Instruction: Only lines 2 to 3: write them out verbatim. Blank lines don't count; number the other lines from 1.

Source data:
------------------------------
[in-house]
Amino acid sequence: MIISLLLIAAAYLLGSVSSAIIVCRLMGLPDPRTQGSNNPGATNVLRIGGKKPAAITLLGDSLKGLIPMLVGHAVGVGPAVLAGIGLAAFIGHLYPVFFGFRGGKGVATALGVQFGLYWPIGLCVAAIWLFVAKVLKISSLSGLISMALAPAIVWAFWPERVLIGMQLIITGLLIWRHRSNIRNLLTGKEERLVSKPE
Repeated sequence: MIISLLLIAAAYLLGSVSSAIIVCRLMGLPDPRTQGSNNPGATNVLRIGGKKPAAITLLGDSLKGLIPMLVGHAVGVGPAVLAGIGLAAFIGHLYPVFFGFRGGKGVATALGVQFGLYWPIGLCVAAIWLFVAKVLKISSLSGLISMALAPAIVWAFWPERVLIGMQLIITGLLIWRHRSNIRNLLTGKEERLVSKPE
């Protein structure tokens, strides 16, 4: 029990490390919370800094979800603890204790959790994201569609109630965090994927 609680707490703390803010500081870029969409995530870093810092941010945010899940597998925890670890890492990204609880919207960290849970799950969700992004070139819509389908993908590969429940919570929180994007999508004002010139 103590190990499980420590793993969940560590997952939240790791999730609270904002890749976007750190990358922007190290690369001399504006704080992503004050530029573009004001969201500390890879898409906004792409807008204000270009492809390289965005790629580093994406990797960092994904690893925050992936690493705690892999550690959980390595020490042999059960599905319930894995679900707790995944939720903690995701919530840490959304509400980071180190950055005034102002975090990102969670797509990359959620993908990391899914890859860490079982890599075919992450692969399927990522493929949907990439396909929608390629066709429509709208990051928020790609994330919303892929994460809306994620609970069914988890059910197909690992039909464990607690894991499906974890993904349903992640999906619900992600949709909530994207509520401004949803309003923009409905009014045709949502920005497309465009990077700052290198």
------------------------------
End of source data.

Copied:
Amino acid sequence: MIISLLLIAAAYLLGSVSSAIIVCRLMGLPDPRTQGSNNPGATNVLRIGGKKPAAITLLGDSLKGLIPMLVGHAVGVGPAVLAGIGLAAFIGHLYPVFFGFRGGKGVATALGVQFGLYWPIGLCVAAIWLFVAKVLKISSLSGLISMALAPAIVWAFWPERVLIGMQLIITGLLIWRHRSNIRNLLTGKEERLVSKPE
Repeated sequence: MIISLLLIAAAYLLGSVSSAIIVCRLMGLPDPRTQGSNNPGATNVLRIGGKKPAAITLLGDSLKGLIPMLVGHAVGVGPAVLAGIGLAAFIGHLYPVFFGFRGGKGVATALGVQFGLYWPIGLCVAAIWLFVAKVLKISSLSGLISMALAPAIVWAFWPERVLIGMQLIITGLLIWRHRSNIRNLLTGKEERLVSKPE